The ninth edition of the European Economic Congress or EEC (10-12 May 2017), the largest business event in Central Europe, is behind us. 132 sessions, 700 speakers, over 9000 participants, including 660 media representatives – these numbers give some idea of the scale of the event.
Representatives of EU administration, the Polish government, the national and European parliaments, ministers and deputy ministers from Europe and the world, as well as the chairmen of the largest companies, experts and leaders of opinion – all took part in the EEC 2017.
Matters of discussion included the future of the European Union, the unstable global situation, deep changes in the economy, industry, trade and the dynamic development of technology. All from the perspective of companies and the people who form them.
As accompanying event in the ‘Spodek’ Hall, the European Start-up Days were visited by over 2.5 thousand people. Also the EEC project – Leaders of Tomorrow – saw its continuation, enjoying huge interest among students.
Discussions during the European Economic Congress have confirmed differences in the approach to innovation between large-scale energy companies, manufacturers and technological companies, such as SIEMENS or RAFAKO.
Those first, more traditional companies pay particular attention to technologies that allow one to better understand and satisfy customer needs. This results in the high interest in solutions, for example in the area of Big Data, which serve improvement in the offer both for households as well as for industrial clients.
Technological firms take a different approach to innovation, emphasizing digitalisation and improvement of solutions in order to optimise work parameters in traditional energy generation. These companies see large potential for innovative technologies in the traditional energy sector.
However, it is important to bear in mind the entry barriers, which for new solutions in the traditional energy sector are very large.
– This is confirmed by our data – among the over 2000 start-ups which have applied to InnoEnergy, only slightly more than 4% propose solutions in the field of energy based on coal and gas – says Marcin Lewenstein, Innovation Officer at InnoEnergy Poland Plus. – In comparison, over 43% are connected with energy efficiency and smart technologies. This type of innovation is significantly more interesting for start-ups. IT solutions are easily scaled and do not require investment in hardware.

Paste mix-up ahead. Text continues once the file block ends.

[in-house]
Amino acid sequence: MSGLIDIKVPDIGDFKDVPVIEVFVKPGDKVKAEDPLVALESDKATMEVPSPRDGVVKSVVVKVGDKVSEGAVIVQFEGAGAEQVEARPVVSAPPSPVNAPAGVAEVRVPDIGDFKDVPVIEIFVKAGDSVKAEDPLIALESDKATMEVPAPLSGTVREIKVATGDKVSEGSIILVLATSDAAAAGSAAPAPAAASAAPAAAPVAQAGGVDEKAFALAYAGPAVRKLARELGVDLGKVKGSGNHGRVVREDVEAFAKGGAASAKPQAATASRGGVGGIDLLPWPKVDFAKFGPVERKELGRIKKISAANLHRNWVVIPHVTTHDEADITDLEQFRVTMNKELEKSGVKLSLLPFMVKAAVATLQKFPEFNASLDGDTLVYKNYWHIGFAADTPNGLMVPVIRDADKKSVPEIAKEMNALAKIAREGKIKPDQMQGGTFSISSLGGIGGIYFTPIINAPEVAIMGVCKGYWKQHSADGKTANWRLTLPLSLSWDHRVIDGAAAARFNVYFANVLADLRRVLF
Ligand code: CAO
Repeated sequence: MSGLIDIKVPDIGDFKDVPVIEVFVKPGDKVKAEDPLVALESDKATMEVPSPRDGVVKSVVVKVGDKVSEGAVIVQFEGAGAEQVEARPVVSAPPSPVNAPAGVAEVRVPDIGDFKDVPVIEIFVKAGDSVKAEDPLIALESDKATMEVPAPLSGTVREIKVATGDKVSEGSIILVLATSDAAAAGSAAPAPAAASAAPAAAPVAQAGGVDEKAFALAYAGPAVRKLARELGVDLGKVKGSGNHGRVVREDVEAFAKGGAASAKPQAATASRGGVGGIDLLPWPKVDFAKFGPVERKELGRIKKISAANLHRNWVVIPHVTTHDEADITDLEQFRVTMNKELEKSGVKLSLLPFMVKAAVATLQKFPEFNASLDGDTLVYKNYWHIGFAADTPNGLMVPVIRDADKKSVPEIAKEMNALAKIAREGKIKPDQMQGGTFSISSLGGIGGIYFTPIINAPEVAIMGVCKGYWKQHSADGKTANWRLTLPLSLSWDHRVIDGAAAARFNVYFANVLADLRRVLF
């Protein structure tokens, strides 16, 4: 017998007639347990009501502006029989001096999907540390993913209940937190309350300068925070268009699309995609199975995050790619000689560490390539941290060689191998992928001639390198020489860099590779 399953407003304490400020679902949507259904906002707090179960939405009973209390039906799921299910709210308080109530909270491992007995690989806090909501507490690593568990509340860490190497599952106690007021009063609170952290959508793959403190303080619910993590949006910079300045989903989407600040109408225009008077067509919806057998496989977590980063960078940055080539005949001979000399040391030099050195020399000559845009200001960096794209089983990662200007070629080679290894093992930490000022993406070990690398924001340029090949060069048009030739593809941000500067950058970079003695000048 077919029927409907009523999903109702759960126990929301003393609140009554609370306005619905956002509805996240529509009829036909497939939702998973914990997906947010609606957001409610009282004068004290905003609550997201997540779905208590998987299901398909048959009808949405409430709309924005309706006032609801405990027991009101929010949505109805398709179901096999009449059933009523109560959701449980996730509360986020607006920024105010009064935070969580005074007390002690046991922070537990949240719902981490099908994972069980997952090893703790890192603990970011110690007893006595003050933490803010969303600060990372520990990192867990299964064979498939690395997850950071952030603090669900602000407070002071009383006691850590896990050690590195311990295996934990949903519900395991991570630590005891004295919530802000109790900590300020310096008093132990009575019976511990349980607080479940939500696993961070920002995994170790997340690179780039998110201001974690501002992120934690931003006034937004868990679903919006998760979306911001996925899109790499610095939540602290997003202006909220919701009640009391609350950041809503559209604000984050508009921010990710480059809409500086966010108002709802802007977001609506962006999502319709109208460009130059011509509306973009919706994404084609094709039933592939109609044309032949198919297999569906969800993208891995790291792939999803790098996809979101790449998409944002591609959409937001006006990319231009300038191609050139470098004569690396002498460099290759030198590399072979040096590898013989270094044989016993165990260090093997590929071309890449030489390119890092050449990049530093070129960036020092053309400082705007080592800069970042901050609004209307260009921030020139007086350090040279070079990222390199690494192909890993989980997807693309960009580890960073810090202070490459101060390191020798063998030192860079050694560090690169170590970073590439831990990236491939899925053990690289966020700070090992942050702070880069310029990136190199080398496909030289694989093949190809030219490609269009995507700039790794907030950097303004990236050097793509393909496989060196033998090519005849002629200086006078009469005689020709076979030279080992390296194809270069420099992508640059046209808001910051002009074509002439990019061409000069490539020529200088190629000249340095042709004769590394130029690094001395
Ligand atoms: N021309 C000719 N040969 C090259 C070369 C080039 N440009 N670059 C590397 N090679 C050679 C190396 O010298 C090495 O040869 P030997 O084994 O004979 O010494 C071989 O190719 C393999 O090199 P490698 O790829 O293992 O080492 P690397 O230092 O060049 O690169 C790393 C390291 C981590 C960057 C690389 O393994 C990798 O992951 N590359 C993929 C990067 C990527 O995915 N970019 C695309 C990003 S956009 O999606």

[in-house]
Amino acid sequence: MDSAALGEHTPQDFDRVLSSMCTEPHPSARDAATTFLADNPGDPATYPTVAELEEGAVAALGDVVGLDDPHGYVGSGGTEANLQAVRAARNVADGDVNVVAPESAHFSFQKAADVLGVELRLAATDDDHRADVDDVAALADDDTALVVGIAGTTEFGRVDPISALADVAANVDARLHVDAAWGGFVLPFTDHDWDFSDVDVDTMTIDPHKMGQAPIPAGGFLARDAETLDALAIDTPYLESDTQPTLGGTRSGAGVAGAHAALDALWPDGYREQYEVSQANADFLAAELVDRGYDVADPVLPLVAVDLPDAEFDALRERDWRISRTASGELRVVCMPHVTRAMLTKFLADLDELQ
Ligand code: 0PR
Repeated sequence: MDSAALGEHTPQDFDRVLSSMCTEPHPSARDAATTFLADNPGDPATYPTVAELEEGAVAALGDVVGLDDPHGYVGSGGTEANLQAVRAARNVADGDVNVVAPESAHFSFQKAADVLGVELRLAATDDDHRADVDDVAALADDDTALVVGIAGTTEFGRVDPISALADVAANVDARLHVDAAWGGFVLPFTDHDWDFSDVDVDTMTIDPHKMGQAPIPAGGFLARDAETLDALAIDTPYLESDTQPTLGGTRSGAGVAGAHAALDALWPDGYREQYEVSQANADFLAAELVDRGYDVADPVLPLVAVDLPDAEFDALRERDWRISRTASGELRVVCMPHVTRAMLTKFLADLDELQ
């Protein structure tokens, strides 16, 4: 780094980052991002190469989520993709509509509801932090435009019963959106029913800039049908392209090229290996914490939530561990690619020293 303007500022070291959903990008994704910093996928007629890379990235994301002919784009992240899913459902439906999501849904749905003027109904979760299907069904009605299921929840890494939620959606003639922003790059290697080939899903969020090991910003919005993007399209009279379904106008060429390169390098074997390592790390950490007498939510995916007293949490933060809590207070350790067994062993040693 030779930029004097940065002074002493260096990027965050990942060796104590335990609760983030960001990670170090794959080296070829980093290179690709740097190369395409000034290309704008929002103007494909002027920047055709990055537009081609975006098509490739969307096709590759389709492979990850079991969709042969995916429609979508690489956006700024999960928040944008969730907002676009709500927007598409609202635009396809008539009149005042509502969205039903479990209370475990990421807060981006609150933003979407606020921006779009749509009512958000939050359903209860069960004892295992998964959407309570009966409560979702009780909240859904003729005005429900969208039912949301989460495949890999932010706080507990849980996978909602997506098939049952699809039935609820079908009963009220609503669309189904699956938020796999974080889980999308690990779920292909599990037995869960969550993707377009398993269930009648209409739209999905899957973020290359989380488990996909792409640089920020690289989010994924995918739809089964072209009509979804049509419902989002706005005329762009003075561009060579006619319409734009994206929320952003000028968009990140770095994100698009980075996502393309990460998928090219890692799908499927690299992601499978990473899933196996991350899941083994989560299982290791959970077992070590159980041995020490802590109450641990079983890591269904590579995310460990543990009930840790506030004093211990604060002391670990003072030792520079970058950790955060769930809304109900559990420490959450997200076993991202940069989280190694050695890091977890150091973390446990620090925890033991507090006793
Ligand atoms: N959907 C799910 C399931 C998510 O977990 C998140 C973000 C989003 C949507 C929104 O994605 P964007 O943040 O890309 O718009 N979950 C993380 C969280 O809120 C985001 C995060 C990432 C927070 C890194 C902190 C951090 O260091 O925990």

The importance and scale of impact of the traditional energy sector is and will long remain very large. This offers opportunities for technologies which improve efficiency, such as software and IT systems, as well as the monitoring of device operation using sensors.
Meanwhile, large enterprises will either have to rely on their own limited resources or will create opportunities for new types of solutions, including those based on consortiums. Ms. Agnieszka Wasilewska-Semail drew attention to the projects that Rafako is realising in cooperation with InnoEnergy, but also for example with TAURON. These include an installation which will allow carbon dioxide to be used in the production of synthetic gas.
However, new technologies connected with conventional generation are much more complicated and difficult due to the nature of this market. A challenge for the energy sector is to create eco-systems enabling the support of new solutions.
– At InnoEnergy we are building such eco-systems based on cooperation with production companies, medium and small-sized businesses, as well as with research institutions and universities – added Marcin Lewenstein.